What’s the difference between species? Each of the 5 major types has a unique evolutionary history that gives it distinct flavors and nutritional benefits. 01/14/2021
To the average seafood lover, all salmon can seem the same. After all, they may not look very different when they’ve been processed and packaged, which is how most of us encounter salmon in our daily lives. But each different species of salmon actually has a unique evolutionary history that creates distinct flavors and nutritional qualities.
If you’ve made the commitment to add salmon to your diet (an excellent idea, as it’s among the most healthful foods humans can eat), it’s worthwhile to take the next step and become a salmon connoisseur. So here’s how to find the best species for you and your family.
Meet Your Salmon
In North America, there are five species of Pacific salmon: keta, pink, silver, king, and sockeye. Another species, the masu salmon, lives in Asia. Atlantic salmon are native only to the ocean they're named after. (The “Atlantic salmon” found in stores is farmed all around the world.) A few species of trout are also sometimes called salmon. Steelhead, for example, also known as rainbow trout, can be referred to as salmon if they travel to the ocean after they’re born. However, if you’re eating wild salmon in North America today, you’re probably eating one of the five traditional species. (Read more: Top 7 Reasons to Eat Wild Salmon)
These species don’t just look similar when they’re shrink-wrapped. Even when they’re living out the prime of their lives in the ocean, most salmon species look roughly similar. They have blue-green backs and silver sides, perhaps speckled with darker spots. The big difference comes when they swim for shore. By the time salmon have returned to their ancestral breeding grounds to spawn, they’ve changed dramatically. Some species grow giant humps on their backs, and their mouths may sport a hooked upper jaw. Certain salmon turn a deep shade of red, while others become brown, or sport multicolored bars across their sides.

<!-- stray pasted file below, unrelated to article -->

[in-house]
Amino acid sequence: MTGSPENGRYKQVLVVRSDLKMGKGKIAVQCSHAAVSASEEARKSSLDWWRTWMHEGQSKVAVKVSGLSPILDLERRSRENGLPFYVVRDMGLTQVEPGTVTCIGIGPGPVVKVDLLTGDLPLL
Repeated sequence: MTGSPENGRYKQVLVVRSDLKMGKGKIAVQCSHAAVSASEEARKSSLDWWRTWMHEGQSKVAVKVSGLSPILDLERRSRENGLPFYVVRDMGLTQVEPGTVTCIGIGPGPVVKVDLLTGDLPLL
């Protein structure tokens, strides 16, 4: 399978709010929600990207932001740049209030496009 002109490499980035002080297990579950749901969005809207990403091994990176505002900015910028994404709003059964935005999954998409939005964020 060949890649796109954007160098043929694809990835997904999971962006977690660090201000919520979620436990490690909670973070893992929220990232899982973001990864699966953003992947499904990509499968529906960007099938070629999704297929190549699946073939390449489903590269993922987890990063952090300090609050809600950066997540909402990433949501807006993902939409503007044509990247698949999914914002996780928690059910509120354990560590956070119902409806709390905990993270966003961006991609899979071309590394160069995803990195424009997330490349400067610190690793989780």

The Life-Cycle of a Salmon
Salmon are anadromous, which means they transition between freshwater and saltwater at different points in their lives. The baby salmon, or fry, hatch in gravel beds located in clear freshwater streams and grow up in rivers or lakes. Once old enough, the mature fish swim to the ocean on a journey that can span hundreds of miles (Groot and Margolis, 1991). Once in their salty new home, salmon spend anywhere from a year to several years growing and feeding on crustaceans and smaller fish. Eventually, they’ll journey back to the streams and rivers that birthed them (even to the very spot where they were born, as folktales have it, though the science is unclear on this point). There, the mature fish lay and fertilize eggs, starting the ancient cycle anew.